I woke up late this morning, took a long shower and then hung out with my dad until I had to leave to meet Megan and Karlee for lunch out by the mall.
Karlee had a couple of high school yearbooks tucked under her arm when she walked into Logan's Roadhouse fifteen minutes late and so a quick-ish bite turned into a two-hour affair, which was wonderful in that the three of us laughed a ton but also sad because I left the restaurant feeling old AF.
I changed into outdoor clothes when I got home around three and then my dad and I drove to the state park for a hike through snowy trails to check out the new plaque on my mom's bench (see photo above). Afterwards we picked Harrison up from daycare (he lost his shit when he spotted me through the window), ate Crock-Pot pork chops with Chris and Kel and then my dad and I sat in the living room reading our respective novels until he opted to head to bed a couple of hours ago. I hadn't moved from the big brown armchair that once sat in my parents' bedroom in our house on Robinhood until I finished Marc Acito's How I Paid for College: A Novel of Sex, Theft, Friendship, and Musical Theater just now. Below is my favorite passage, which I know B will skip over because he never reads the quotes.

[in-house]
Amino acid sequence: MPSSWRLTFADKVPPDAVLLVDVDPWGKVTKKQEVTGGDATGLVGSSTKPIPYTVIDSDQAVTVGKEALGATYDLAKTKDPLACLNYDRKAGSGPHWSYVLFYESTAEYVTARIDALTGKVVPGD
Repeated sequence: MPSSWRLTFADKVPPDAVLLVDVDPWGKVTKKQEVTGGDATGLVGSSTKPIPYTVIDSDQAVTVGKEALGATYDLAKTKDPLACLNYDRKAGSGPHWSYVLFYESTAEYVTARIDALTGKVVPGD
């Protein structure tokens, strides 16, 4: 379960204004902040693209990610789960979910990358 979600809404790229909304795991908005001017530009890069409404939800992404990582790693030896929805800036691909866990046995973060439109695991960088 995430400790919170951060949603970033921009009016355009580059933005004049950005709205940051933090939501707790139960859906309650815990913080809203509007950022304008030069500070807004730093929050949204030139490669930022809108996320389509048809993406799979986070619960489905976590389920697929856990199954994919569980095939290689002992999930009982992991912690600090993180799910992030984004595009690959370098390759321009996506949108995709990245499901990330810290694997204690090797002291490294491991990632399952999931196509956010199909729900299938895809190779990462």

This is the magic moment of birthday cakes, the moment that Paula and I love most. This is that time when they turn out the lights and everybody starts smiling at you and your mother comes through the door and the only light in the room is that fuzzy sort of glow from the flame on your birthday cake shining on your mother's face. And your mom is smiling that proud kind of "I'm your mom" smile and you're smiling that embarrassed kind of "this is my day" smile. And then you close your eyes and make a wish, any wish you want because it's your day. Then you blow out the candles and everyone claps and then, best of all, you get to eat cake.
To be honest, I don't like cake, it's way too quiet here and I can sense my mom everywhere. How is it possible that someday this will all be normal?